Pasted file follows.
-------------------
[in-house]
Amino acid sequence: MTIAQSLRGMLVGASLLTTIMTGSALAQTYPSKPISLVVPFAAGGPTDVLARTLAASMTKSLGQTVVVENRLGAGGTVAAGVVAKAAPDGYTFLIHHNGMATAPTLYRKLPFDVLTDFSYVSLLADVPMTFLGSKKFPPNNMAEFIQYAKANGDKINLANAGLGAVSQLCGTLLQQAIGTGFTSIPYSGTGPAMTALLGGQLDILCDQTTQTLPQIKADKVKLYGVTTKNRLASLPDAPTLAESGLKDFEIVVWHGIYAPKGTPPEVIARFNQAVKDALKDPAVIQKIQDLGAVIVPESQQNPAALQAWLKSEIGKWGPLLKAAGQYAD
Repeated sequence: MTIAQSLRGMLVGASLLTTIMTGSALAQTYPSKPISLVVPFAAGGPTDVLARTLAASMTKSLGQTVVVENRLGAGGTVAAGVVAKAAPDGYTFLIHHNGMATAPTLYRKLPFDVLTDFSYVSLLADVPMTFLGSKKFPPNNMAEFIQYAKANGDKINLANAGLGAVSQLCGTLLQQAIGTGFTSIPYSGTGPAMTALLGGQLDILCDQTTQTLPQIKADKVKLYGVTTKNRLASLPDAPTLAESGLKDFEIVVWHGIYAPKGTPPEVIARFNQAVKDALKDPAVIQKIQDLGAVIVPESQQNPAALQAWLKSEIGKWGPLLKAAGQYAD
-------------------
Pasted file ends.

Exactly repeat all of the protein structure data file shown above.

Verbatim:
[in-house]
Amino acid sequence: MTIAQSLRGMLVGASLLTTIMTGSALAQTYPSKPISLVVPFAAGGPTDVLARTLAASMTKSLGQTVVVENRLGAGGTVAAGVVAKAAPDGYTFLIHHNGMATAPTLYRKLPFDVLTDFSYVSLLADVPMTFLGSKKFPPNNMAEFIQYAKANGDKINLANAGLGAVSQLCGTLLQQAIGTGFTSIPYSGTGPAMTALLGGQLDILCDQTTQTLPQIKADKVKLYGVTTKNRLASLPDAPTLAESGLKDFEIVVWHGIYAPKGTPPEVIARFNQAVKDALKDPAVIQKIQDLGAVIVPESQQNPAALQAWLKSEIGKWGPLLKAAGQYAD
Repeated sequence: MTIAQSLRGMLVGASLLTTIMTGSALAQTYPSKPISLVVPFAAGGPTDVLARTLAASMTKSLGQTVVVENRLGAGGTVAAGVVAKAAPDGYTFLIHHNGMATAPTLYRKLPFDVLTDFSYVSLLADVPMTFLGSKKFPPNNMAEFIQYAKANGDKINLANAGLGAVSQLCGTLLQQAIGTGFTSIPYSGTGPAMTALLGGQLDILCDQTTQTLPQIKADKVKLYGVTTKNRLASLPDAPTLAESGLKDFEIVVWHGIYAPKGTPPEVIARFNQAVKDALKDPAVIQKIQDLGAVIVPESQQNPAALQAWLKSEIGKWGPLLKAAGQYAD